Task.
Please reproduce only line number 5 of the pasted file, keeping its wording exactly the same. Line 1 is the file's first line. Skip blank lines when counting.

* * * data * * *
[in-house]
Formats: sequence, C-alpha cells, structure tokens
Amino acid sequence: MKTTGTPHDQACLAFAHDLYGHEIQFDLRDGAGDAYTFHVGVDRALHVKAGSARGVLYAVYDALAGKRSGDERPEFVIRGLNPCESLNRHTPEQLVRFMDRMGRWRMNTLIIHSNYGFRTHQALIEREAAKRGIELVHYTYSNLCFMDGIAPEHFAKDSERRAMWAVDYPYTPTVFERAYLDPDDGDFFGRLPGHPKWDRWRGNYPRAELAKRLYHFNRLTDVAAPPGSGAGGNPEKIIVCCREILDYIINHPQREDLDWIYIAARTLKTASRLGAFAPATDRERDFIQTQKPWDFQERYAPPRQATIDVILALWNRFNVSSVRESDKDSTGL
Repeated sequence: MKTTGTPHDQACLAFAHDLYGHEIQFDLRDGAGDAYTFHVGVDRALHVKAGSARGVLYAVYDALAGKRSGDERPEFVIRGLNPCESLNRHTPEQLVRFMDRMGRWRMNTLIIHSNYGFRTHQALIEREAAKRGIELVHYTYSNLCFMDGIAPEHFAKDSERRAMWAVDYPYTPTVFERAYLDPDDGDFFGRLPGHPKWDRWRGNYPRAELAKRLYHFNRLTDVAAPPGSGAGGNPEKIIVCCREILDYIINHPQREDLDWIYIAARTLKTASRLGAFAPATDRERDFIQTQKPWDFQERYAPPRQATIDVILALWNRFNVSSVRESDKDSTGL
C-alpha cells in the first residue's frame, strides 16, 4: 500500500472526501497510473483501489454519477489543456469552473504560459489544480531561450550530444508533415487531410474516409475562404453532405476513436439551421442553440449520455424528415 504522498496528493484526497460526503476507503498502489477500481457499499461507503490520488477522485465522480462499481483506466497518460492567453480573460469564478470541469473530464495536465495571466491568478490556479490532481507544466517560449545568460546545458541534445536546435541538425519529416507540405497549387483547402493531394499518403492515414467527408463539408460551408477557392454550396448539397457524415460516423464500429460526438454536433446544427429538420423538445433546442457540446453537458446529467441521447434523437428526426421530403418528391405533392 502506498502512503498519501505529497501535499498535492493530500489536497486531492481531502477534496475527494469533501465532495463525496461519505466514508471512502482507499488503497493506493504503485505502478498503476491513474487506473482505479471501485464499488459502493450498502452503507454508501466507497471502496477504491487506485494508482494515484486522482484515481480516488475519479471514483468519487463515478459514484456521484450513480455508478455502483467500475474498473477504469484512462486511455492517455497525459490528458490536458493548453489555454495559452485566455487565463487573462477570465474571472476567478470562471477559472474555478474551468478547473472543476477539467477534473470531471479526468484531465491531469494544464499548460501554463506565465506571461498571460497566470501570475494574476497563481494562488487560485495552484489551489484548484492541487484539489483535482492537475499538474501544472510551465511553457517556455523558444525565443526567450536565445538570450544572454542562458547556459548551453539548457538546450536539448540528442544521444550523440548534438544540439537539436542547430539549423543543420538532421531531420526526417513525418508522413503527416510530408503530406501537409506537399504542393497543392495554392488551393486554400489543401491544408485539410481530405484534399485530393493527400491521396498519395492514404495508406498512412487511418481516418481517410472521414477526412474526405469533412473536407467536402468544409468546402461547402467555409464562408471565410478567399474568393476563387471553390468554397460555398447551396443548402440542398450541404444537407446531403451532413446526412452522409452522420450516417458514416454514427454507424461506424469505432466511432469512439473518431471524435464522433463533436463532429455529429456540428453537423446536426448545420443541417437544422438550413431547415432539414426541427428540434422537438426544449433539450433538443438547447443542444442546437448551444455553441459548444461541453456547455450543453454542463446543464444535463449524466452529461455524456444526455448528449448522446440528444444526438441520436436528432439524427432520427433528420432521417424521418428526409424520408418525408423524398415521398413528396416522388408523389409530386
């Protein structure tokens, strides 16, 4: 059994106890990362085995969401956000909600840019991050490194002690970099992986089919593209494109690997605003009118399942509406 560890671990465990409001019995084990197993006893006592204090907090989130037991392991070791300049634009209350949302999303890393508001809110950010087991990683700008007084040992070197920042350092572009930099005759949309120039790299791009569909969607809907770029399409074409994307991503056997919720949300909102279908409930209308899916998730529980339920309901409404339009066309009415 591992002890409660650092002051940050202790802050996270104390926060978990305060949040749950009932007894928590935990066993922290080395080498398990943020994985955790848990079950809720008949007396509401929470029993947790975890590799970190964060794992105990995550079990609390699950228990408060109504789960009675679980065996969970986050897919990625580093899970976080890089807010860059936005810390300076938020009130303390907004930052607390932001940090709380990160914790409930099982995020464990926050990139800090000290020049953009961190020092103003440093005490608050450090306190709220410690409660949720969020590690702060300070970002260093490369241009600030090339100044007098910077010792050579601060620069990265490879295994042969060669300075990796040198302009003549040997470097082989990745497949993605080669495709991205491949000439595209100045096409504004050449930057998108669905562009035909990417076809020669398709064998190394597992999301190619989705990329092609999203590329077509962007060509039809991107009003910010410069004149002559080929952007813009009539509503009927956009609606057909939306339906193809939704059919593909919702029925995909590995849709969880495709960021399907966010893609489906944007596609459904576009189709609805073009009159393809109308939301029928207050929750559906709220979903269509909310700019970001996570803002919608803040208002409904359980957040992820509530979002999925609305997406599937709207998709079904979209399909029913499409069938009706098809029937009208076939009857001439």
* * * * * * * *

C-alpha cells in the first residue's frame, strides 16, 4: 500500500472526501497510473483501489454519477489543456469552473504560459489544480531561450550530444508533415487531410474516409475562404453532405476513436439551421442553440449520455424528415 504522498496528493484526497460526503476507503498502489477500481457499499461507503490520488477522485465522480462499481483506466497518460492567453480573460469564478470541469473530464495536465495571466491568478490556479490532481507544466517560449545568460546545458541534445536546435541538425519529416507540405497549387483547402493531394499518403492515414467527408463539408460551408477557392454550396448539397457524415460516423464500429460526438454536433446544427429538420423538445433546442457540446453537458446529467441521447434523437428526426421530403418528391405533392 502506498502512503498519501505529497501535499498535492493530500489536497486531492481531502477534496475527494469533501465532495463525496461519505466514508471512502482507499488503497493506493504503485505502478498503476491513474487506473482505479471501485464499488459502493450498502452503507454508501466507497471502496477504491487506485494508482494515484486522482484515481480516488475519479471514483468519487463515478459514484456521484450513480455508478455502483467500475474498473477504469484512462486511455492517455497525459490528458490536458493548453489555454495559452485566455487565463487573462477570465474571472476567478470562471477559472474555478474551468478547473472543476477539467477534473470531471479526468484531465491531469494544464499548460501554463506565465506571461498571460497566470501570475494574476497563481494562488487560485495552484489551489484548484492541487484539489483535482492537475499538474501544472510551465511553457517556455523558444525565443526567450536565445538570450544572454542562458547556459548551453539548457538546450536539448540528442544521444550523440548534438544540439537539436542547430539549423543543420538532421531531420526526417513525418508522413503527416510530408503530406501537409506537399504542393497543392495554392488551393486554400489543401491544408485539410481530405484534399485530393493527400491521396498519395492514404495508406498512412487511418481516418481517410472521414477526412474526405469533412473536407467536402468544409468546402461547402467555409464562408471565410478567399474568393476563387471553390468554397460555398447551396443548402440542398450541404444537407446531403451532413446526412452522409452522420450516417458514416454514427454507424461506424469505432466511432469512439473518431471524435464522433463533436463532429455529429456540428453537423446536426448545420443541417437544422438550413431547415432539414426541427428540434422537438426544449433539450433538443438547447443542444442546437448551444455553441459548444461541453456547455450543453454542463446543464444535463449524466452529461455524456444526455448528449448522446440528444444526438441520436436528432439524427432520427433528420432521417424521418428526409424520408418525408423524398415521398413528396416522388408523389409530386